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Nancy and Lee Week No 3: Sand

Young people often ask me, "Who was Lee Hazlewood?' and I usually tell them he was this enigmatic dude with a black moustache who recorded a series of semi-mystical singles with Nancy Sinatra and wrote and produced her most famous song, the number one hit "These Boots Are Made for Walkin'". But that only tells the half of it.

Hazlewood, a deejay became the producer of the young late fifties guitar maestro Duane Eddy who had a string of big hit singles on both sides of the Atlantic. If you listen to his records now, it's hard to understand how the fairly turgid country-influenced twangy guitar style of Duane was ever cutting edge for white US and UK youth and its equally turgid orchestration is indicative of how white music, post early Elvis, Jerry Lee Lewis and Buddy Holly, was badly in need of the adrenalin injection applied by the arrival of the Beatles. Which did the trick. It effectively put Hazlewood out of work until a friend persuaded him to "audition" for the role of Nancy Sinatra's producer. This was a poisoned chalice, as just about everyone in LA had had a go at it with scant success, and her dad was getting impatient. Frank told him he was glad he was on board, so Lee felt he couldn't back down.

As recalled by Lee in his 2004 interview with the Daily Telegraph's Andrew Perry:

"...."She'd been singing up here like this," he says, approximating Nancy's erstwhile high-pitched, girly keening, "but I wanted her down here where I could hear her right. We lowered her singing about two keys. I made her sound like a tough little broad. I wanted her to sing like a 16-year-old girl who screwed truck drivers. "She said, 'I can do that.' " ...."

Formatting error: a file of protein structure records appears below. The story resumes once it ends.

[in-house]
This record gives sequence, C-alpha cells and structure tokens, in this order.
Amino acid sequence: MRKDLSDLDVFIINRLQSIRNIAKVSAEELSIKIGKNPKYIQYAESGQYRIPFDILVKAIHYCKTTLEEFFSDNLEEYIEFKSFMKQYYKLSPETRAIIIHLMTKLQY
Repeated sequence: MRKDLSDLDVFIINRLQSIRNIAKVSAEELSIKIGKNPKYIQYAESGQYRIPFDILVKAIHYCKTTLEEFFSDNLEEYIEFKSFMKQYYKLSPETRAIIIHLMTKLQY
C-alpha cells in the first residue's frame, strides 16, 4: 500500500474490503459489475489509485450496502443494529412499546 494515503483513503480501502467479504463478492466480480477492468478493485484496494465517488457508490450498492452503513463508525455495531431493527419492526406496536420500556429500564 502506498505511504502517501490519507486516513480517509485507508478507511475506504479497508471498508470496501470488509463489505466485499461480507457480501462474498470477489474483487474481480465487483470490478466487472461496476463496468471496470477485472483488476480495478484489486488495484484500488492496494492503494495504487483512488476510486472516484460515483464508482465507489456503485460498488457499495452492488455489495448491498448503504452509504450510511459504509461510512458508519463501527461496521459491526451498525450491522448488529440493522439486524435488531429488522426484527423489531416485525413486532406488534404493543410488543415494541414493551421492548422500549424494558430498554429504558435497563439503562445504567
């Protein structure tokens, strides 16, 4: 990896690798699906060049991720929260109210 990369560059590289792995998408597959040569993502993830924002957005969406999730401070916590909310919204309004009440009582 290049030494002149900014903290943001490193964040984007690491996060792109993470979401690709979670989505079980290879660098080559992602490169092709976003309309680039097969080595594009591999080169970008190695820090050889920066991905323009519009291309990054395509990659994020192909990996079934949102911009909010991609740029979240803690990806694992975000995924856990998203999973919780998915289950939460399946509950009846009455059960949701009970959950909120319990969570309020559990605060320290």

Only in America - but you get the point, and it is this combination of world weariness and fresh innocence (perhaps helped by being the daughter of the most famous singer in the US) which gives strength to her vocal duets with Lee.

"Sand" is an antidote to loneliness and a great Nancy and Lee track: typically mystical, with Nancy singing yearningly, so sexy you can almost taste her wet lips and you feel like reaching for the lip salve, and Lee playing the role of roaming drifter, the Man with No Name. Except he has a name, a name he's taken for the night, or even maybe the name she's given him: "Sand". In that it becomes the name to both of them for their memory of that one night.

Like the sand one a beach at night, next to a campfire, golden, tanned, redolent of one-off holiday teen romance, salt in hair.

"Sand" she whispers urgently in the heat of passion.

For most of the song she is the innocent, he the seducer, but this is neatly turned around in the last line as Lee, looking back, perhaps from old age, remembers wistfully:

"She called me Sand".

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